Sesshin Sutra Book
Translations/revisions by Robert Aitken Roshi
of the Diamond
Sangha Zen Buddhist Society,
Koko An, 2119 Kaloa Way, Honolulu, Hawaii,
Song on Realizing the
by Yung-chia Hsuan-ch'e (Yoka
doctrine of directness
Is not a matter for human emotion.
doubt this or feel uncertain,
Then you must discuss it with me.
is not the free rein of a mountain monk's ego.
I fear your training may
lead to wrong views
Of permanent soul or complete
no student to waste his time even for a second. If you have a koan, work
on it; if you have no koan, just count your breath. Do not acknowledge
doubt. Just keep on meditating. This is the only means of learning to walk
the Middle Way.
not being; non-being is not non-being;
Miss this rule by a hair,
you are off by a thousand miles.
Understanding it, the dragon-child
abruptly attains Buddhahood;
Misunderstanding it, the greatest scholar
falls into hell.
Saddharma-pundanka-sutra mentions an infant female dragon that attained
realization, and in the Mahaparinirvana-sutra is found the story of
Zensho, the learned disciple, who suffered the tortures of hell. But why
search the scriptures when we witness such examples every day of our
lives? Sex, age, and intellectuality have nothing to do with
youth I piled studies upon studies,
In sutras and sastras I searched
Classifying terms and forms, oblivious to fatigue.
entered the sea to count the sands in vain
And then the Tathagata
scolded me kindly
As I read "What profit in counting your neighbor's
My work had been scattered and entirely useless,
years I was dust blown by the wind.
student must spend more time in meditation than he does in reading. . .
even Zen books. Without your own experience you will be a stranger to Zen
and a philosophical tramp. Find your own treasure.
seed-nature is wrong, misunderstandings arise,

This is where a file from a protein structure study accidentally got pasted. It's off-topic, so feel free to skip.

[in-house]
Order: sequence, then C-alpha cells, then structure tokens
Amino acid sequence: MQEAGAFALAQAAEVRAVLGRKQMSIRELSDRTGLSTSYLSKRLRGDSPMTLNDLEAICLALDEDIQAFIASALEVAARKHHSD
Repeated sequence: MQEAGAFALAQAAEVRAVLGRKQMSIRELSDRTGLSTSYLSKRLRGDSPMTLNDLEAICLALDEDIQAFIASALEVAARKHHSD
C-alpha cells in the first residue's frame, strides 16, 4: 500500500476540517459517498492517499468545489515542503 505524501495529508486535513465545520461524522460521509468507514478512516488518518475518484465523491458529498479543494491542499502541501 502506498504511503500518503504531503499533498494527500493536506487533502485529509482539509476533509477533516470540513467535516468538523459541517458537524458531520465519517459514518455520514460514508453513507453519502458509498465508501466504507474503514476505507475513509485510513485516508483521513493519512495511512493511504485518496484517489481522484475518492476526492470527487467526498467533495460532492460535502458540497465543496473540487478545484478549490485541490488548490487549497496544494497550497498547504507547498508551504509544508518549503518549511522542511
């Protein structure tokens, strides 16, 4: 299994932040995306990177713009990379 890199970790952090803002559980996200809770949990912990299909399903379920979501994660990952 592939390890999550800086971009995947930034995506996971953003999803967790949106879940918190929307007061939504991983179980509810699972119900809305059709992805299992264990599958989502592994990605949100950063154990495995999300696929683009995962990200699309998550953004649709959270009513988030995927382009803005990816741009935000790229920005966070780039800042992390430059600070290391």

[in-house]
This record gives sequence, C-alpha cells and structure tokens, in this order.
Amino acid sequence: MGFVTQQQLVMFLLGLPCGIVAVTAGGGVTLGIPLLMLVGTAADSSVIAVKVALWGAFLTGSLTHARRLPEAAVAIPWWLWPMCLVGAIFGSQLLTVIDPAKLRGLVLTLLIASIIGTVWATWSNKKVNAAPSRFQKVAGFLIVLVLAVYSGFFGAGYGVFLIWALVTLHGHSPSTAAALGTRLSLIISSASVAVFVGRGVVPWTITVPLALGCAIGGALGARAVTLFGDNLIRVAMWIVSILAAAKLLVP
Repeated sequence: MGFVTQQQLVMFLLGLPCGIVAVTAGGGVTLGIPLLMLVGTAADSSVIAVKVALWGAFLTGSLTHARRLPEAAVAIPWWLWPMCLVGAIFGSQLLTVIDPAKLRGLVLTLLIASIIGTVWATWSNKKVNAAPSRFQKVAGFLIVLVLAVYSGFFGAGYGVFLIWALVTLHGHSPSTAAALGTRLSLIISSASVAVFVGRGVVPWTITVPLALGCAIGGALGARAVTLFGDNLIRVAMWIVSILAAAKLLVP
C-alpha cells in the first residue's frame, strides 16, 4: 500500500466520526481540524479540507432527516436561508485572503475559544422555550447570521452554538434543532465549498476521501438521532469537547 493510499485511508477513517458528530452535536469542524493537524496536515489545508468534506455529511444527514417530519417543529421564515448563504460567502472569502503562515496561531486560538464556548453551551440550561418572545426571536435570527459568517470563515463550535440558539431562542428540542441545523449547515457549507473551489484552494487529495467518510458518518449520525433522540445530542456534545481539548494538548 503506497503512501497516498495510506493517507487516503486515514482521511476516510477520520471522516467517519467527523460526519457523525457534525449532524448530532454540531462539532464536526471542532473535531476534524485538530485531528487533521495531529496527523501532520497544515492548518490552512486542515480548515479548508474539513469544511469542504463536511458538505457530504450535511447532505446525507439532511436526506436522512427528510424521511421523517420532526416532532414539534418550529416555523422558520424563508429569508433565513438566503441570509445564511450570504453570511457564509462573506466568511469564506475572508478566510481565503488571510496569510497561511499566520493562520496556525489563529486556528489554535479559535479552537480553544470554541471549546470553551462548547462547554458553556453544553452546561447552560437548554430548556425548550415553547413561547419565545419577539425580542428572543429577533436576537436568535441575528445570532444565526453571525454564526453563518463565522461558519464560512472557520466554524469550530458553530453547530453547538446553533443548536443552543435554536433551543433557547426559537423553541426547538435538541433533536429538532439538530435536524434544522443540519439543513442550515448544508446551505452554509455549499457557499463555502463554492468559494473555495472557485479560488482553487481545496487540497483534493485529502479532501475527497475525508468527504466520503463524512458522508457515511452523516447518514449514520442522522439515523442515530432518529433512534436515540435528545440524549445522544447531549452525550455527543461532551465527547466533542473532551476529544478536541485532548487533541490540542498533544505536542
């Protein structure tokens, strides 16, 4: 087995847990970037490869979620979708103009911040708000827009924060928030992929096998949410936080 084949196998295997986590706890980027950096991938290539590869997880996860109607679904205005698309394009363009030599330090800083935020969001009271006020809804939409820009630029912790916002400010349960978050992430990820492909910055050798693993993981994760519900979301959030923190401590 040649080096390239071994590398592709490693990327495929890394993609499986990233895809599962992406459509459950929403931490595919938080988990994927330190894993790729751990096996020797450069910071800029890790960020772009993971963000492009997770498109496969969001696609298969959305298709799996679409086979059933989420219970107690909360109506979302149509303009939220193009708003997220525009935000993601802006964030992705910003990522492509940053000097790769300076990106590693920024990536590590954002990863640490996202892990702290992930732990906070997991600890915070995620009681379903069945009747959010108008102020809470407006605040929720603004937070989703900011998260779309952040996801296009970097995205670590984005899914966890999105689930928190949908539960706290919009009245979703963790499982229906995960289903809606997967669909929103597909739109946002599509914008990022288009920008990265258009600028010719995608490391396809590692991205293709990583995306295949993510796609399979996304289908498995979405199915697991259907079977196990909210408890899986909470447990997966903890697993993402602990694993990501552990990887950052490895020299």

And the Buddha's
doctrine of immediacy cannot be attained.
Shravaka and Pratyeka
students may study earnestly
But they lack aspiration.
Others may be
But they lack prajna.
said, "By nature men are almost alike; by practice they are far apart."
Those who love all sentient beings will meditate to save them, thereby
developing their own character in Zen. The mind of Cravaka is ready to
listen to an enlightened man, but only to eliminate its own suffering.
Some study Zen to overcome weaknesses such as temper, cowardliness, and
excitability. These are selfish students. The mind of Pratyeka-Buddha is
also alert for study, but its motive is not altruistic. Non-Buddhistic
scholars have dualistic knowledge, which makes them intellectual, but they
lack Prajna and realize that their efforts will not bring mankind true
ones, childish ones,
They suppose there is something in an empty
They mistake the pointing finger for the moon.
They are idle
dreamers lost in form and sensation.
opens its closed fist to show that there is nothing within, spiritual
customers are lost. These people enjoy the intoxication of illusion, and
knowing nothing, they recite the scriptures and attend the services with
enthusiasm. They are idle dreamers, easily deluded, and their wrongly
developed characters find the abrupt system of emancipation difficult to
supposing something is the Tathagata.
This is truly called Kwan-Yin,
the Bodhisattva who sees freely.
When awakened we find karmic
hindrances fundamentally empty.
But when not awakened, we must repay
all our debts.
realize that nothing exists, everything being the manifestation of
Mind-Essence, which is also free of being and non-being, you are
Tathagata, the Enlightened One. The Enlightened One has to pay his karmic
debts just as anyone else does, but he does not worry about them nor does
he contract new debts.
hungry are served a king's repast,
And they cannot eat.
meet the king of doctors;
Why don't they recover?
The practice of
Zen in this greedy world
This is the power of wise vision.
lives in the midst of the fire;
It is never destroyed.
hunger satisfied when another eats? Is your thirst quenched when another
drinks? Are you rested when another sleeps? By whose efforts will you be
BookTable of Contents
Notes and comments
are lifted from the endnotes of the Empty Sky compilation of these Zen
Buddhist texts and The Syllabus section of Encouraging
Words - zen buddhist teachings for western students by Robert